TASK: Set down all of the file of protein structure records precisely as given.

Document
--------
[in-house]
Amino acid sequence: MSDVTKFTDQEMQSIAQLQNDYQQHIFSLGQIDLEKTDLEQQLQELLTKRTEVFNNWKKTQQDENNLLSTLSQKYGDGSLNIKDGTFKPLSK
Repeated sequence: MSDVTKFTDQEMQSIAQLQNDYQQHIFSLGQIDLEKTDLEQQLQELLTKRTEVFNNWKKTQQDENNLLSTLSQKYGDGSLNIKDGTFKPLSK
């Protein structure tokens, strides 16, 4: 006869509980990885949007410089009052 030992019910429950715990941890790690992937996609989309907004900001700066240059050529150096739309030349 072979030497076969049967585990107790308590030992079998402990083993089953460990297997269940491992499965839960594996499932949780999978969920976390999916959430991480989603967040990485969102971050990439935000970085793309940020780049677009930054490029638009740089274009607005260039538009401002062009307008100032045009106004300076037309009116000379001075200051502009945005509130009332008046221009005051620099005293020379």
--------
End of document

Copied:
[in-house]
Amino acid sequence: MSDVTKFTDQEMQSIAQLQNDYQQHIFSLGQIDLEKTDLEQQLQELLTKRTEVFNNWKKTQQDENNLLSTLSQKYGDGSLNIKDGTFKPLSK
Repeated sequence: MSDVTKFTDQEMQSIAQLQNDYQQHIFSLGQIDLEKTDLEQQLQELLTKRTEVFNNWKKTQQDENNLLSTLSQKYGDGSLNIKDGTFKPLSK
């Protein structure tokens, strides 16, 4: 006869509980990885949007410089009052 030992019910429950715990941890790690992937996609989309907004900001700066240059050529150096739309030349 072979030497076969049967585990107790308590030992079998402990083993089953460990297997269940491992499965839960594996499932949780999978969920976390999916959430991480989603967040990485969102971050990439935000970085793309940020780049677009930054490029638009740089274009607005260039538009401002062009307008100032045009106004300076037309009116000379001075200051502009945005509130009332008046221009005051620099005293020379």